On 15th May 2018, the Court of Appeal published its long awaited judgment in the joined appeal cases of P&P Property Ltd v Owen White & Catlin LLP (P&P) and Dreamvar v Mishcon de Reya (Dreamvar).
Both cases concerned an increasingly common conveyancing fraud known as a ‘property hijack’, which involves a fraudster selling a property that it does not own before disappearing with the sale proceeds. The innocent buyer is then left out of pocket having committed the purchase price but not having acquired the property in return.
The judgment deals with the liabilities owed to duped buyers by both their own lawyers and those acting for the fraudsters - where there has been a failure to adequately identify the party providing instructions to the “seller’s” lawyer. There was no suggestion, in P&P or Dreamvar that those acting for the fraudster knew of the fraud.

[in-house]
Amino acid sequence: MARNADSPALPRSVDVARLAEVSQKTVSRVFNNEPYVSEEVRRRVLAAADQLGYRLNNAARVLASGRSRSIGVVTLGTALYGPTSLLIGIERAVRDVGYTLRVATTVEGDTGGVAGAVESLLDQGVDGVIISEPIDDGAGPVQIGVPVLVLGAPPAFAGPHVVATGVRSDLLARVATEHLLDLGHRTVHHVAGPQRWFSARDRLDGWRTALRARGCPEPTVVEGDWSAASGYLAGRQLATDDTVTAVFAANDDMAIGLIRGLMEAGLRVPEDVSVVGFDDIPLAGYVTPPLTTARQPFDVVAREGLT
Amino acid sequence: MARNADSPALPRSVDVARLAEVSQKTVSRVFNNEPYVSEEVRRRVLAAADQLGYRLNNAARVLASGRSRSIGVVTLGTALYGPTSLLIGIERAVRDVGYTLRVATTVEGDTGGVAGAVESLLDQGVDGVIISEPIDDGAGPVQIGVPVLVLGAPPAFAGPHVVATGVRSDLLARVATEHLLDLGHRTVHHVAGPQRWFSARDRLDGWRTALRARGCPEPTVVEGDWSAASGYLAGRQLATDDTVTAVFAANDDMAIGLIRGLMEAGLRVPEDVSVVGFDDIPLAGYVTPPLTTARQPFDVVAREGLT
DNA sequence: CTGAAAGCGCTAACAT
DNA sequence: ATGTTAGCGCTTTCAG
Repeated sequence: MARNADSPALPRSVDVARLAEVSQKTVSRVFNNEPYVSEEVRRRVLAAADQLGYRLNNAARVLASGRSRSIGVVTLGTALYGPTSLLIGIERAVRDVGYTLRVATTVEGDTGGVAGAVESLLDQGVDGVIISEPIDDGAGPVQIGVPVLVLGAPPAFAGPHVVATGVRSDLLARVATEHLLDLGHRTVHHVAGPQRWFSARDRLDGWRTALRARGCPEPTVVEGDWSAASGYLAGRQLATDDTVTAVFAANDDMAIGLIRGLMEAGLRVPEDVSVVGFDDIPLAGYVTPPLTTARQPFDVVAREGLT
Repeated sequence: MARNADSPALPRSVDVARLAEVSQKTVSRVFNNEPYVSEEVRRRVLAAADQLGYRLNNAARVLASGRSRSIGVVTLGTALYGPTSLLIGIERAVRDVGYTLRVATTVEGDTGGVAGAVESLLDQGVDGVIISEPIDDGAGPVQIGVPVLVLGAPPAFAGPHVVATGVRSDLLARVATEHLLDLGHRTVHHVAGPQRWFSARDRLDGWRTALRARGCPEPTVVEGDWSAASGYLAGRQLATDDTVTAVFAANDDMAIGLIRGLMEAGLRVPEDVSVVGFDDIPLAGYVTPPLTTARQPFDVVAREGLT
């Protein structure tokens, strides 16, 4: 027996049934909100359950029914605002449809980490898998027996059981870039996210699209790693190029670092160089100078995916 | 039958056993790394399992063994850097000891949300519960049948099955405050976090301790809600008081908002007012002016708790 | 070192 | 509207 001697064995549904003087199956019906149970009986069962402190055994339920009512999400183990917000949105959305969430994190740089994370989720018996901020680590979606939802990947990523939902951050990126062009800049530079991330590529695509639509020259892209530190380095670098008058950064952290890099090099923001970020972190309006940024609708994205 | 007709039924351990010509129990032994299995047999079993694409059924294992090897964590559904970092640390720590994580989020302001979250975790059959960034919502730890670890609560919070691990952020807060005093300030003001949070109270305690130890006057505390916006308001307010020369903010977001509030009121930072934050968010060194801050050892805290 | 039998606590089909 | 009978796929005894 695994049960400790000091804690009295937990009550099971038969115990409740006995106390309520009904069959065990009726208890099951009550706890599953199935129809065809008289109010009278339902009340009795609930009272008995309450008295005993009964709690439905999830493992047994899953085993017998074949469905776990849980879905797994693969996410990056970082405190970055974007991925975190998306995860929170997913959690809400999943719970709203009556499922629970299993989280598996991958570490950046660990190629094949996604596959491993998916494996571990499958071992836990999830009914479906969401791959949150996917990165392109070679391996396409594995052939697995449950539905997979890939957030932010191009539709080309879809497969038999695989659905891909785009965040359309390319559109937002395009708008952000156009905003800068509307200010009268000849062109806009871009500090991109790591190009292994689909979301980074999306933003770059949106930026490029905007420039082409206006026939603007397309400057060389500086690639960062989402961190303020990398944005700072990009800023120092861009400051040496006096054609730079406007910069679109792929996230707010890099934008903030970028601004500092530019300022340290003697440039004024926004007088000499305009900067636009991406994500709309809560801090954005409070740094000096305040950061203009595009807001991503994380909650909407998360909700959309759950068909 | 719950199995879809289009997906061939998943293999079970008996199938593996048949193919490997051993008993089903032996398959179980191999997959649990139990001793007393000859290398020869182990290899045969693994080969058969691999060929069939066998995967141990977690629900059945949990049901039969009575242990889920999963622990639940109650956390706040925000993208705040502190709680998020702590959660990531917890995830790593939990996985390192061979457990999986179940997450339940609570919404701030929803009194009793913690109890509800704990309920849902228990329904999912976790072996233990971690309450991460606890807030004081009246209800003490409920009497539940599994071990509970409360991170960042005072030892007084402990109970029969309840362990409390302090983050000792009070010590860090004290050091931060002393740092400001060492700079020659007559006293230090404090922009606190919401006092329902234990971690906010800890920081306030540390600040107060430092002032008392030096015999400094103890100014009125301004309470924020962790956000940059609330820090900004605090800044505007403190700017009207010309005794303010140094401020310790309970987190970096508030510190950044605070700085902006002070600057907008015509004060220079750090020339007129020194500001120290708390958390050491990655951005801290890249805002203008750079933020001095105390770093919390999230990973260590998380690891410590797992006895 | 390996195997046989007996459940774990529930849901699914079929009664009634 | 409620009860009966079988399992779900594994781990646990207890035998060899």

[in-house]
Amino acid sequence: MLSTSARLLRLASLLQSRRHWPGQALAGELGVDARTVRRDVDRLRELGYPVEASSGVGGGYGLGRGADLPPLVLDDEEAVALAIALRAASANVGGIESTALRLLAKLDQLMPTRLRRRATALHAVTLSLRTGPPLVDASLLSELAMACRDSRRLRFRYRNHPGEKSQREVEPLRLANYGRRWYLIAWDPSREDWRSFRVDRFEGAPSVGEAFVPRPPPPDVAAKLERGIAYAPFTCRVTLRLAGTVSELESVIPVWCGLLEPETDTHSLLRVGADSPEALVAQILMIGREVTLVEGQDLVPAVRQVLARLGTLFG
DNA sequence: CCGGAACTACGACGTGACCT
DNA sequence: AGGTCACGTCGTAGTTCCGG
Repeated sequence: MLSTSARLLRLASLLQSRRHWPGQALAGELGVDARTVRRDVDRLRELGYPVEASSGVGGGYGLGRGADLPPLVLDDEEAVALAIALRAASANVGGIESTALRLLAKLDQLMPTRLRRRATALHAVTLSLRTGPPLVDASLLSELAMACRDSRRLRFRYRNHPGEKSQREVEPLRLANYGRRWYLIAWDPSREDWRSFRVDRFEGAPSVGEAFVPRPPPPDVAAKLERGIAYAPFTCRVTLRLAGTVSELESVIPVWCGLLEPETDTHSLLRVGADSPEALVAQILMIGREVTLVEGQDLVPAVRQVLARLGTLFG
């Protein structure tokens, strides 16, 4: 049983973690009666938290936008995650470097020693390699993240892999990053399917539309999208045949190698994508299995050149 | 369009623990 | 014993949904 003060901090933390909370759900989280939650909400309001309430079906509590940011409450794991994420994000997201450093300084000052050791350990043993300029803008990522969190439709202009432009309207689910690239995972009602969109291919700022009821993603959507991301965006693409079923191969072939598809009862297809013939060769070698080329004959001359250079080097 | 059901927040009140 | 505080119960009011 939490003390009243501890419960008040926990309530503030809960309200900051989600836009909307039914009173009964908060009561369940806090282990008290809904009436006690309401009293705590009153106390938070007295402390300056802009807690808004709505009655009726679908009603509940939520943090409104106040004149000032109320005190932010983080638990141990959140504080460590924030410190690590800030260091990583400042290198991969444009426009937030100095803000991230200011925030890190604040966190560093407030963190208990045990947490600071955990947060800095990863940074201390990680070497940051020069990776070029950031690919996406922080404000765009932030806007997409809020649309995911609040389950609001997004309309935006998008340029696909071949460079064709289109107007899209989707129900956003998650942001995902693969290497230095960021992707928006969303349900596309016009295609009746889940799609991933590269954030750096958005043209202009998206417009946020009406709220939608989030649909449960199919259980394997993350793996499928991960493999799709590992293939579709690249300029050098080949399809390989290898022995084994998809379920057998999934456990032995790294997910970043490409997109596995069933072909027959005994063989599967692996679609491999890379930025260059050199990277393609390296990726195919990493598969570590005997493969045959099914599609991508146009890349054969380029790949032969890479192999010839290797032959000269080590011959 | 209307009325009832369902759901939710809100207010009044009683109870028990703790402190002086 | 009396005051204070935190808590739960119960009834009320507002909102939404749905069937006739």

Without addressing the technical aspects of the various claims made against both sets of lawyers in Dreamvar and against the seller’s lawyers in P&P, the headline is that the lawyers acting for the fraudsters in both cases were liable to the buyers and (to the surprise of many) the lawyers acting for the buyer in Dreamvar (Mishcon de Reya) were also liable to the buyer, even though there was no finding that Mishcon de Reya had been negligent. Note: no claims were made against the buyer’s lawyer in P&P.